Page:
The business of providing Internet search technology has come full circle and is hot again after waxing cold during the new-media wars of the 1990s. If anything, the reversal of fortune shows how wobbly Web business models still are, highlighting how nobody has truly figured out which businesses belong together online.
Consider the recent action in the online search industry:
Yahoo announced two months ago that it would pay $235 million to buy Inktomi, which provides Web search results to portals such as Yahoo and Microsoft's MSN. That was a switcheroo for Yahoo, which started life as a human-edited Web directory and played down the value of automated search as it evolved into an online media company.
Last week Overture Services, which sells ads targeted to search results, announced that it, too, was buying Web search technology. Overture agreed to pay $140 million for AltaVista, a pioneering search engine that has never been profitable. Before analysts could digest that news, Overture revealed this week that it would spend $70 million to buy another Web search service, AllTheWeb.com, from Norway's Fast Search & Transfer.
When completed, the two deals will expand Overture's mission from selling ads to indexing the entire World Wide Web, making it a head-to-head competitor against Google, the Web's most popular search engine. The deals also could pit Overture against Yahoo, which currently displays Overture's ads atop Google's basic Web search results.
Portals and search engines have long had such tangled relationships as each tried to figure out how to make money from helping people find information online. Many portals discounted the search function and focused more on acquiring content during the late 1990s, but smart navigation technology turned out to be a crucial building block for most of the Web's leading survivors, pioneers such as eBay, Amazon.com and Expedia.com.
Now Yahoo's purchase of Inktomi shows it wants to own the Web search software it uses so it won't have to share as much revenue with third parties and so it can find more ways to integrate search opportunities across its network. Although Yahoo chief executive Terry Semel declined to confirm speculation at a meeting with analysts this month that the Internet company will eventually replace Overture's ads and Google's search results with Inktomi's, analysts think both moves are inevitable. After all, Inktomi's software does what Google and Overture do, using algorithmic formulas to find Web pages relevant to search queries and also to match paid ads to specific search terms.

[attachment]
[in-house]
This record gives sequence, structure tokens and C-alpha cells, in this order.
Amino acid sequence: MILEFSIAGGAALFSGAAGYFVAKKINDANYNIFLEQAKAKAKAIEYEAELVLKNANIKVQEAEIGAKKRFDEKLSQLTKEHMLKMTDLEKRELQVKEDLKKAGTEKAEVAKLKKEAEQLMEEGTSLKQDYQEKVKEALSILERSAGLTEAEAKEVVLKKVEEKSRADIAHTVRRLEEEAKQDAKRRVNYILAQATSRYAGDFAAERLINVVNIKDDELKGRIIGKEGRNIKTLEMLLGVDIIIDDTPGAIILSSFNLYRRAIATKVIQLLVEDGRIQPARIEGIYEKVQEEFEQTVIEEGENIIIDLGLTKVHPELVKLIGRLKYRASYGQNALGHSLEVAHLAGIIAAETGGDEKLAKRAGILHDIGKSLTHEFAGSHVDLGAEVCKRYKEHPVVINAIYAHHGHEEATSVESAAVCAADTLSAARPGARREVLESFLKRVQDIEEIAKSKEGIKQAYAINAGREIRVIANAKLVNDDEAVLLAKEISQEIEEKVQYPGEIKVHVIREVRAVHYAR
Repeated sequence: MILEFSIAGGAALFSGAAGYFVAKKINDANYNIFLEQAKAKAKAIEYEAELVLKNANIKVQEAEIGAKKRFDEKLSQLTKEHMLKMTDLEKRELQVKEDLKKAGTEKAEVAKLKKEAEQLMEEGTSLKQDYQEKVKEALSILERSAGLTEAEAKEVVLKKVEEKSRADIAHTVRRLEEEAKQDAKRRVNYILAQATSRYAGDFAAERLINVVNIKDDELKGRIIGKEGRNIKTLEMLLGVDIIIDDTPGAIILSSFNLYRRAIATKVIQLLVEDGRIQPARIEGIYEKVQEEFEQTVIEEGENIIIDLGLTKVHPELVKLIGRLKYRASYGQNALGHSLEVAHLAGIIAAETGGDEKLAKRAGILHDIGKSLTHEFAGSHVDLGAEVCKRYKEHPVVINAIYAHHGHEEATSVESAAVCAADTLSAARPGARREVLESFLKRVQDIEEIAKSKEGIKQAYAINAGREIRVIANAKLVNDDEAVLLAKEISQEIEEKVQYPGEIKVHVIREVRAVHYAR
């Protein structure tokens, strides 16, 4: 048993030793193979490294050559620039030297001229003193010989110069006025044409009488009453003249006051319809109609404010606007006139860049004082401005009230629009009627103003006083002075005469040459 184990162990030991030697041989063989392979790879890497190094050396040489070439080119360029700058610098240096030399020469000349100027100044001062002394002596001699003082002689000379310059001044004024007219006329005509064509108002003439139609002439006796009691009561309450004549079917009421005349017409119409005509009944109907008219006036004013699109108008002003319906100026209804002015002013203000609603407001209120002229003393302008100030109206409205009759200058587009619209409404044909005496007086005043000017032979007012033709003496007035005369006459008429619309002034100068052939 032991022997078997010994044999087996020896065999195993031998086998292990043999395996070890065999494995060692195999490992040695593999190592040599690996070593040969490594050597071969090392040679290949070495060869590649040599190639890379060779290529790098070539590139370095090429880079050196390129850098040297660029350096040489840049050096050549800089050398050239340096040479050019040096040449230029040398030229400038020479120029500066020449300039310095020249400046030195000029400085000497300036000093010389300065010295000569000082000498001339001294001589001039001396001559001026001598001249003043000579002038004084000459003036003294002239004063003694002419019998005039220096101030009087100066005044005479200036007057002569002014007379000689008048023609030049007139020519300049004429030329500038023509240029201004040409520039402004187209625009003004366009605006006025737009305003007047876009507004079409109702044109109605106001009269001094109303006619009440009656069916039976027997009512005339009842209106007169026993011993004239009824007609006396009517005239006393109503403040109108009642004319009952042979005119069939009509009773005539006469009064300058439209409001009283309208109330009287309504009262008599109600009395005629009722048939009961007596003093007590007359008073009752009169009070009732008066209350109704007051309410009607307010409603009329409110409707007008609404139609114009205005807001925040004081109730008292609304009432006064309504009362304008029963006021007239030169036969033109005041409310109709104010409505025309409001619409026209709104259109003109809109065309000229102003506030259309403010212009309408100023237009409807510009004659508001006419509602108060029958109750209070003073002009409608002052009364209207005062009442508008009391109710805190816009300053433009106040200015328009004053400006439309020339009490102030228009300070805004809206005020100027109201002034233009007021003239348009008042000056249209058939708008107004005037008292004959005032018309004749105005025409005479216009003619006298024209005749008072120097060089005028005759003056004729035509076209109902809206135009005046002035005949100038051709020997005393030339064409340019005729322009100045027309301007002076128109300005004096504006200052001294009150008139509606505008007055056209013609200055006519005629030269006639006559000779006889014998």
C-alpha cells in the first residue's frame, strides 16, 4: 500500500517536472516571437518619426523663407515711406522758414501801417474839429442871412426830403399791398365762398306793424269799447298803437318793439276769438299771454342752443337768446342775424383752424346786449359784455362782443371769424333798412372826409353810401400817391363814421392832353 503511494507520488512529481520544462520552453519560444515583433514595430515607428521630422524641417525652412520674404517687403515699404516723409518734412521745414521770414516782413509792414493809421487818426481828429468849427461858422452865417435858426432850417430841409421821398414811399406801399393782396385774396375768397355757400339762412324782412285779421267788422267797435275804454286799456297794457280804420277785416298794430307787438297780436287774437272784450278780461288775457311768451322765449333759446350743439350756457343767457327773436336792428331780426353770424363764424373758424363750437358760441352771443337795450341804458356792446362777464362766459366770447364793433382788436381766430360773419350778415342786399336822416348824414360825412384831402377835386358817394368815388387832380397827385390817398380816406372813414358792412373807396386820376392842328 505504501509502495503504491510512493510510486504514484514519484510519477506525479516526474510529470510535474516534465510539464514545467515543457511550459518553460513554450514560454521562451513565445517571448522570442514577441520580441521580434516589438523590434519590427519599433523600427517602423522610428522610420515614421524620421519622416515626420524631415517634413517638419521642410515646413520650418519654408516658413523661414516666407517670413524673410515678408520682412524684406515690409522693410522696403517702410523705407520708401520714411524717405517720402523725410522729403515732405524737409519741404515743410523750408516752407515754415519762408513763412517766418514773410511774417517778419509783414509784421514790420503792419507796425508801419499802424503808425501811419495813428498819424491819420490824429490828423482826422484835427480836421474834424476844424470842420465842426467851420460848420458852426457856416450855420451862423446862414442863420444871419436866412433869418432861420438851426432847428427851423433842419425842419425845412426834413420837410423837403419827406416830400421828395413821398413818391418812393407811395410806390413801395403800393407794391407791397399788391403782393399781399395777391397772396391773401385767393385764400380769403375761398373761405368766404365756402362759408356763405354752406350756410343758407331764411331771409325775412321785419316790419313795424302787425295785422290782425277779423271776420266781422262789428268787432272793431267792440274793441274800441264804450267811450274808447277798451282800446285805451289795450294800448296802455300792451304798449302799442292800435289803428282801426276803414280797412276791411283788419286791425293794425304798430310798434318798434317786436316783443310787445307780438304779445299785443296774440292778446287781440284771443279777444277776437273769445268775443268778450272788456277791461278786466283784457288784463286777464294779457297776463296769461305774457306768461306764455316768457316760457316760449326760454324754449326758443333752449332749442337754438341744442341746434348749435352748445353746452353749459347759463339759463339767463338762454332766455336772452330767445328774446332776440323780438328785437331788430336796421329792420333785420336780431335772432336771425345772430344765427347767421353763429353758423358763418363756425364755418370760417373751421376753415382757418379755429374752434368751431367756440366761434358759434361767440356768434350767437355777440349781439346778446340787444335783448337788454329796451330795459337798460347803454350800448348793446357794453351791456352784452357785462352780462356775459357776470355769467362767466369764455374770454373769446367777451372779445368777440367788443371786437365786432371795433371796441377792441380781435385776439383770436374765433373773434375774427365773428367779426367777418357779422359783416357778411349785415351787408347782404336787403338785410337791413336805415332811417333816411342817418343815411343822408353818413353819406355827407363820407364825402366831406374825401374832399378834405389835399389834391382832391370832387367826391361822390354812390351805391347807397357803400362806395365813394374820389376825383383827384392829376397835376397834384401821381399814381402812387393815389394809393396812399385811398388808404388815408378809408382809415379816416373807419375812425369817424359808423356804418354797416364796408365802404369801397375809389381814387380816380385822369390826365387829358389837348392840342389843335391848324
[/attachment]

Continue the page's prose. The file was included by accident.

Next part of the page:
Not to be left out of the makeover party, Google surprised industry analysts this month, too. It bought Pyra Labs, a six-person company that sells tools for publishing Web journals known as "blogs." Pundits puzzled over why Google would want to acquire "content" since that could put it on a collision course with Yahoo and other portals to which it provides search results. Google says it will explain its purchase soon, though it seems logical that Google would create a new way to search blogs and place ads alongside the search results.
Sheesh. There haven't been so many confusing takeovers since the Web portals went on pig-out binges in the 1990s. At that time, portals snapped up every start-up in sight in a manic attempt to amass content and visitors, while traditional media companies embarked on an equally manic hunt for portals to marry. Most of those takeovers came to naught. There's little to show for Disney's purchase of Infoseek's search engine, or NBC's ill-fated portal venture called Snap, or the ballyhooed marriage between the Excite search service and AtHome.